Tracking the Panther: The Dutch West African Army

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Corporal Van Kooi by  JC Leich Bronbeek Museum, Arnhem, Netherlands

Corporal Van Kooi by
JC Leich
Bronbeek Museum, Arnhem, Netherlands

Coming across an article by Ineke van Kessel about the little known story of West Africans who served in the 1800’s Dutch East Indies Army. I became curious and wanted to find out more about their contributions.

Recruitment took place in Elmina and Kumasi, Ghana from 1831 to 1872 to solve a manpower problem of the East Indies army or KNIL (Koninklijk Nederlands Indisch Leger).   Most of the 3,080 recruits were men from the area of present day Ghana and Burkina Faso. These men married and had children with Javanese and Indonesian women creating an Indo-African community.

The army career ran in the family with sons and grandsons of the African soldiers serving in World War II against Japan and the Dutch war against Indonesian nationalists.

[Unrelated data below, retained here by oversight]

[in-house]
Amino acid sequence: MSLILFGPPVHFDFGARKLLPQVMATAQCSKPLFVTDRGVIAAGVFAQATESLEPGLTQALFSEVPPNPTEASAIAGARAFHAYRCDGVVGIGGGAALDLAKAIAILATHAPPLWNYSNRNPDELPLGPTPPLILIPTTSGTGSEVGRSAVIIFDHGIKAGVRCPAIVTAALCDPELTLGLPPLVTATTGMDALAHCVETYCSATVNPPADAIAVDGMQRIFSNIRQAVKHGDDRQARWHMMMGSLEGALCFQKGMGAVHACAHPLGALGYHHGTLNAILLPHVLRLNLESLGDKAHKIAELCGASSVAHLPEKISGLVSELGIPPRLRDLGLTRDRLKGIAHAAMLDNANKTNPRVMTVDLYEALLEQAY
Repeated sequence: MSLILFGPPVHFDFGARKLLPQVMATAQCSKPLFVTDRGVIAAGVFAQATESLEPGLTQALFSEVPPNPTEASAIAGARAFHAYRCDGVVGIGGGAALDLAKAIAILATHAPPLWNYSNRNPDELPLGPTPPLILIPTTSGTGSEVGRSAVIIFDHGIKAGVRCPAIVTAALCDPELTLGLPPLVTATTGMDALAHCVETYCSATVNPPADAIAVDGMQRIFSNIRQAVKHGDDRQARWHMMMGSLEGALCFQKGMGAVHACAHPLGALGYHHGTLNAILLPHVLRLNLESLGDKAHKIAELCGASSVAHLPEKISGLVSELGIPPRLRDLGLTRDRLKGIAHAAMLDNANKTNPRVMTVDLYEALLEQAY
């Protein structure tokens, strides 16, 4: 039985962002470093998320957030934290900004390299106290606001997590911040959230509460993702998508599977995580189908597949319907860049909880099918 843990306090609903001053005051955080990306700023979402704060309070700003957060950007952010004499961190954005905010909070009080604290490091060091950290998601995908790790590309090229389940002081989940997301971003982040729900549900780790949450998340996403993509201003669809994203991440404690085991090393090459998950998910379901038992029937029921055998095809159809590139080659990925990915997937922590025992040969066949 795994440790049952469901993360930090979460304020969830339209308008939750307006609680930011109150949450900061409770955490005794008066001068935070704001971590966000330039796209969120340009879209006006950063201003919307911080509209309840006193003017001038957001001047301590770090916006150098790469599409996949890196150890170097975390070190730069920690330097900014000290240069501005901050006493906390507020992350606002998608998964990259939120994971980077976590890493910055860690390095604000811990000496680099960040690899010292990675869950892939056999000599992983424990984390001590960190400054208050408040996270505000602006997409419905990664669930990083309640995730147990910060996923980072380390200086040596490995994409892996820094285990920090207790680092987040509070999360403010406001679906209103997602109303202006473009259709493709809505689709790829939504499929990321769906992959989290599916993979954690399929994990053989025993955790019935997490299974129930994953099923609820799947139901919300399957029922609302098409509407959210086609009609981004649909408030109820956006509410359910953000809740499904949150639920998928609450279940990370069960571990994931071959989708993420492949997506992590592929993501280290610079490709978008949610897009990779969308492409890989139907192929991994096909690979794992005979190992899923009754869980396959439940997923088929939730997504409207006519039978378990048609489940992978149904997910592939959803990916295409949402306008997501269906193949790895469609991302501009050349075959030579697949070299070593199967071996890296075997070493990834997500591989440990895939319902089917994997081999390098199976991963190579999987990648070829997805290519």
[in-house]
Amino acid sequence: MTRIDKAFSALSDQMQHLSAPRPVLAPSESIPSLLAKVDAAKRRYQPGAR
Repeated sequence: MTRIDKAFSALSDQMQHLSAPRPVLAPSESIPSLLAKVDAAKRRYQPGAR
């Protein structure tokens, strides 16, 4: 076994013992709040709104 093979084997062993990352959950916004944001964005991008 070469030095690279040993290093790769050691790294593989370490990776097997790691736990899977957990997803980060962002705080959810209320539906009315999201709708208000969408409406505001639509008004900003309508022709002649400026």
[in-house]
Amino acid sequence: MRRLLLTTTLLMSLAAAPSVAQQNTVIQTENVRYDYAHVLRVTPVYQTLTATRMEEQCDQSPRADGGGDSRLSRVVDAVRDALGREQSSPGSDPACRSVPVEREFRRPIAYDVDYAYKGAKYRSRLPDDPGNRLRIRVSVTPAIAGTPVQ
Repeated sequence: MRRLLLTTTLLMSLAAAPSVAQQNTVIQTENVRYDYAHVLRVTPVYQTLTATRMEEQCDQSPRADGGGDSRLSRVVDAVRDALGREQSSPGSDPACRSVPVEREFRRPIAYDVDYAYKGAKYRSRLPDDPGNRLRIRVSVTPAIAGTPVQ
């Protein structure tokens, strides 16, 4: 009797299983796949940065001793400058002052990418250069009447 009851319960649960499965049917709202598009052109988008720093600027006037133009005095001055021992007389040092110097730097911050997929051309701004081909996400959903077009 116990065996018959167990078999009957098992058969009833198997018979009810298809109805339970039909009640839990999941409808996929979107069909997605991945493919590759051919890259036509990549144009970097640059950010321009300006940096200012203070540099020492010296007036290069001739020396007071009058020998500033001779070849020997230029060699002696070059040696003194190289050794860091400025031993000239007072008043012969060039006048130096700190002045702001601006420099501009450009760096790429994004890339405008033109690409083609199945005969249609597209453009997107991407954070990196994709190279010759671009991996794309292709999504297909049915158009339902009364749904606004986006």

Some soldiers returned to Ghana after army service like Corporal Jan Kooi, the first African soldier to be awarded the highest military honours in the Dutch army: the Militaire Willemsorde (4th class).  Willem Nelk returned in 1881, whilst his son Joseph stayed behind to join the Dutch East Indies army aged 15 serving until 1910.

One such descendant is author and journalist Griselda Molemans. Whilst writing her book ‘Daughters of the Archipelago, she met Mrs. Evelien Cordus-Klink, a great-granddaughter of African soldier Klink. She and her husband said they knew an “uncle Molemans” in the African Quarter in the garrison town of Poerworedjo.

Intrigued by this information as only having knowledge of her Dutch-Indonesian ancestry.  A visit to the National Archives in The Hague solved the mystery. She discovered inscription documents for her great grandfather Jan Molemans and then his father, an African soldier Molemans born in Omsoum, Burkina Faso.  She decided to fly out to Burkino Faso and find out more about him.